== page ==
Friday, September 2, 2011

Almost a wrap...

And that's a wrap...for now...

After a year of pre-production we finally went into production full force on August 5th. And on August 31st we wrapped up that portion of the shoot. We now have about ninety percent of the movie in the can, with the final three (possibly four) shoot days to be scheduled for (hopefully) early October. All of our interiors have been shot (minus a basement scene we'll pick-up in a half day soon), leaving us with just exteriors (probably two nights) and a brief driving scene.

Creepy sound guy Gabe Culkin takes on some light duty. 

It was a great month and it confirmed the work we went into planning the shoot really paid off. Because of some unforeseen scheduling issues we ended up working with five (yes, five!) directors of photography. This is not an ideal way to shoot a film but, because we had scheduled our shoot so well, we were able to integrate in all of those different personalities and work-styles and keep on schedule. And every one of those five guys was great to work with and the three that really came in last minute really worked their asses off to match the look we'd established in the early going with Christian Hansen, a look that was first implemented by Jacob Rosen (Jacob has shot most of the movie and his stuff is amazing). Those two gentleman got us off to a great start and allowed us to establish an efficient set workflow. Because of that Griff Johnston was able to step in for a night and get the job done. Rylan Morris Scherer came in for a few days and gave us some gorgeous moonlight footage. And Phillip Harvey stepped in at the very last minute to shoot the last couple of days at our principal location and he knocked it out of the park. Again, this is not the ideal way to shoot a movie, but we rolled with it and made it work. It's a credit to those five guys that the footage we have looks so great (and consistent!). 

Interns, grips, gaffers, and ACs: Evan Elwell, Todd Michael Johnson, and Myles Basterrechea.

The amazing efficiency we maintained would have been impossible without our amazing interns from Seattle Central Community College. Evan Elwell, Todd Michael Johnson, Myles Basterrechea, and Gabe Culkin worked their butts off non-stop to make sure lights were positioned, candles were lit, scenes got slated, and duvetyne (the stuff we hang outside of windows to make it look like it's night outside when it's actually noon and 80 degrees)got hung. You guys are awesome.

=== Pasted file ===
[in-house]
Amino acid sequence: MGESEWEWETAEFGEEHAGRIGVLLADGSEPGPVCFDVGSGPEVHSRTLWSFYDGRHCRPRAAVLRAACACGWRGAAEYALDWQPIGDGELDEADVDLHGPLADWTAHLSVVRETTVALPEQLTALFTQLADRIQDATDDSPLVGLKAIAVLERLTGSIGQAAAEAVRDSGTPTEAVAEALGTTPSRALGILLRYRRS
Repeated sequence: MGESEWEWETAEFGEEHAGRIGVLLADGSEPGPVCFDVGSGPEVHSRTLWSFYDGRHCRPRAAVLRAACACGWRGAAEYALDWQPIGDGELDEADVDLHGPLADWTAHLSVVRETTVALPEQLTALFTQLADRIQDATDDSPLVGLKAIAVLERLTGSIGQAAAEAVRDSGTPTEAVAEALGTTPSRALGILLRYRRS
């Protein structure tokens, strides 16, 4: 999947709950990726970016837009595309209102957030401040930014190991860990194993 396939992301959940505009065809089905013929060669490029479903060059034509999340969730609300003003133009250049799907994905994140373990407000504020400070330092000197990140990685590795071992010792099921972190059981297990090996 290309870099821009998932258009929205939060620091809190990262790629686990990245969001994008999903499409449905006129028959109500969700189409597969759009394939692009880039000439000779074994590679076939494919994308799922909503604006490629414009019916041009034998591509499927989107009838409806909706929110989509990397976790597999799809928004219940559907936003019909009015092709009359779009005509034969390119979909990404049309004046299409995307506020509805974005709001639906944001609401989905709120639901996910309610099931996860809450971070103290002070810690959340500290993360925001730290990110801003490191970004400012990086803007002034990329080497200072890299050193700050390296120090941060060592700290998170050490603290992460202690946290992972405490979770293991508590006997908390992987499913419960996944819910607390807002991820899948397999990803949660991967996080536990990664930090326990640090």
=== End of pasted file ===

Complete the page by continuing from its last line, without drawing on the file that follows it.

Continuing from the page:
We also had one intern from the Art Institute of Seattle, Sam Shideler.

Sam Shideler in a rare moment where he actually got to sit down.

Sam does everything and without him it's likely we would have drowned in duvetyne. Besides working with us (hanging duvetyne, doing construction, repairing beds, stepping in as assistant director) he's also in school and he writes and directs his own web series, The Dirty Do-Gooders. He also plays ukelele and sings like an angel. Frak!

Our assistant directors, Jared Hagen and Nate Souza, made sure everyone kept on schedule and even found time to hang clothes pins (C-47s) from the most unlikely of places. Jared traveled up from Arizona to work with us for a few weeks and Nate came up from Portland. They made the shoot efficient AND fun. Jared also started creating Reunion sequels (there are 24 of them now planned) in his A.D. notebook (Nate also helped with the sequels). Nate also wrote a little backstory for the mop featured in the movie. And taught us all new things to do with scalpels. Love you guys.

Nate Souza enjoying a snack.

Jared Hagen tells me what he thinks of the last take.

And what can I say about our cast? They were amazing. Fun, talented, hard-working, and up for anything. They were bruised, scraped, and more. And they never complained. You'll be seeing tons of pictures of them so I'm not including pictures of all of them here (or this blog will be way too long!). But, huge thanks to Brian Sutherland, Alison Monda, Jesse Keeter, Bjorn Whitney, Megan Lacki, David Nail, Tessa Marie Archer, and Jordin Buttenob.

D.P. Jacob Rosen frames a shot, Brian Sutherland tries to remember his lines, and Alison Monda swallows a bug.

One of the biggest challenges for a no-budget movie is feeding cast and crew. A huge thank you to my wonderful wife, Jennifer Coons Bell, for buying and preparing meals for our rowdy bunch. Jennifer arrived an hour before everyone else to make sure coffee was brewed and food was set out when everyone else arrived. And while we were off shooting she was busy preparing lunch and afternoon snacks. She's amazing. I love you!

Breakfast is served...wait, are those Pop Tarts?! Yay!

And finally, a special thank you to our producer, Matt Ralston. A movie requires a producer. They put all of the pieces into place to make sure the movie happens. Matt went above and beyond the call of duty, putting his blood, sweat, and yes, I'm sure a few tears, into making Reunion a success. We first discussed making this movie a couple of years ago and there's no one else I would have wanted to take this long journey with. Matt, you are amazing.

Matt Ralston hanging out.

It's been an amazing ride so far. I cannot overstate how grateful I am to have had the chance to work with all of these amazing people. It's absolutely the best cast and crew I could have asked for. Thank you everyone!

And now, a couple of uncorrected, straight from the camera (compressed h.264) stills from our last day at our principal location.

Jesse Keeter in Reunion. (shot by Phillip Harvey)

Brian Sutherland in Reunion. (shot by Phillip Harvey)

Be seeing you...


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